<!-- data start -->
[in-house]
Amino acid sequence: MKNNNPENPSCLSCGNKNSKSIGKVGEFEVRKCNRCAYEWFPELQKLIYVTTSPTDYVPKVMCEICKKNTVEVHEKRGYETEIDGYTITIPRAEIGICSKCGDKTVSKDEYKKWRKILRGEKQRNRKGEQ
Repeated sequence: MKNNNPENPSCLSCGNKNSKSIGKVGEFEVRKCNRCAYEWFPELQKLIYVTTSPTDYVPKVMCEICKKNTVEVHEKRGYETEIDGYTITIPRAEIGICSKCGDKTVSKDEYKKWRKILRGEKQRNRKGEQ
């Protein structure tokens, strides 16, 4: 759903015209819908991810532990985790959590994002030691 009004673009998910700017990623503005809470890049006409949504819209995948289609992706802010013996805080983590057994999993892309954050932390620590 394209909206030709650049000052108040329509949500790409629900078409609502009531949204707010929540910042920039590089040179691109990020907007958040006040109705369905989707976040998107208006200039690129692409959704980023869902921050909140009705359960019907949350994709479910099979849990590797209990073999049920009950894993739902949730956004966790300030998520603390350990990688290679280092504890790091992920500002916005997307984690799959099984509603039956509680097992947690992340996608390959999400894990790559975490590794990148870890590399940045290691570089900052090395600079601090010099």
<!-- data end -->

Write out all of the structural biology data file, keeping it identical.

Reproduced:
[in-house]
Amino acid sequence: MKNNNPENPSCLSCGNKNSKSIGKVGEFEVRKCNRCAYEWFPELQKLIYVTTSPTDYVPKVMCEICKKNTVEVHEKRGYETEIDGYTITIPRAEIGICSKCGDKTVSKDEYKKWRKILRGEKQRNRKGEQ
Repeated sequence: MKNNNPENPSCLSCGNKNSKSIGKVGEFEVRKCNRCAYEWFPELQKLIYVTTSPTDYVPKVMCEICKKNTVEVHEKRGYETEIDGYTITIPRAEIGICSKCGDKTVSKDEYKKWRKILRGEKQRNRKGEQ
């Protein structure tokens, strides 16, 4: 759903015209819908991810532990985790959590994002030691 009004673009998910700017990623503005809470890049006409949504819209995948289609992706802010013996805080983590057994999993892309954050932390620590 394209909206030709650049000052108040329509949500790409629900078409609502009531949204707010929540910042920039590089040179691109990020907007958040006040109705369905989707976040998107208006200039690129692409959704980023869902921050909140009705359960019907949350994709479910099979849990590797209990073999049920009950894993739902949730956004966790300030998520603390350990990688290679280092504890790091992920500002916005997307984690799959099984509603039956509680097992947690992340996608390959999400894990790559975490590794990148870890590399940045290691570089900052090395600079601090010099």